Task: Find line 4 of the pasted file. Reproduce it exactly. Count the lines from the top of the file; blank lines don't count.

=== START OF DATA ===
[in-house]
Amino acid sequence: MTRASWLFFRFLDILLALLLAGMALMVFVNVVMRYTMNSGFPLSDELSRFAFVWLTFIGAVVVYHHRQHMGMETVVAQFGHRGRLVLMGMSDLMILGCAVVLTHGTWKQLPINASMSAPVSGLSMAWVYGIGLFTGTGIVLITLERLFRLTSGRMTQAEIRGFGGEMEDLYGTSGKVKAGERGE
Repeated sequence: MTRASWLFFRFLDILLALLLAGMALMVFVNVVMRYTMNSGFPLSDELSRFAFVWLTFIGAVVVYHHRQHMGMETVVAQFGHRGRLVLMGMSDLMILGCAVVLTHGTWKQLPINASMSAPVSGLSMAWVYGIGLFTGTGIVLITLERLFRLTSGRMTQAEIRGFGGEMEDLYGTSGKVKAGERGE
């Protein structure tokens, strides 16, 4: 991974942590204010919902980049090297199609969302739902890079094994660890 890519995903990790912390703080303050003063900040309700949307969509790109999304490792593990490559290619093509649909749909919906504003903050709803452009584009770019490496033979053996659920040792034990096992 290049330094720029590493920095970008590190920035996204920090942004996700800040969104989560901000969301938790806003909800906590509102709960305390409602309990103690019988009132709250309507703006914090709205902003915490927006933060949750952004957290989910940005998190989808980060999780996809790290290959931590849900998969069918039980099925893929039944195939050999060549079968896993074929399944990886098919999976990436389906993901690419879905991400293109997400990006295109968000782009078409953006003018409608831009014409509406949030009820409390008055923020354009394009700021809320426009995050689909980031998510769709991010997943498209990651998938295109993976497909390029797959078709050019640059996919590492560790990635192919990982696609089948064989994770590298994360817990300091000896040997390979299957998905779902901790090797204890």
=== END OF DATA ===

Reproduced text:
């Protein structure tokens, strides 16, 4: 991974942590204010919902980049090297199609969302739902890079094994660890 890519995903990790912390703080303050003063900040309700949307969509790109999304490792593990490559290619093509649909749909919906504003903050709803452009584009770019490496033979053996659920040792034990096992 290049330094720029590493920095970008590190920035996204920090942004996700800040969104989560901000969301938790806003909800906590509102709960305390409602309990103690019988009132709250309507703006914090709205902003915490927006933060949750952004957290989910940005998190989808980060999780996809790290290959931590849900998969069918039980099925893929039944195939050999060549079968896993074929399944990886098919999976990436389906993901690419879905991400293109997400990006295109968000782009078409953006003018409608831009014409509406949030009820409390008055923020354009394009700021809320426009995050689909980031998510769709991010997943498209990651998938295109993976497909390029797959078709050019640059996919590492560790990635192919990982696609089948064989994770590298994360817990300091000896040997390979299957998905779902901790090797204890």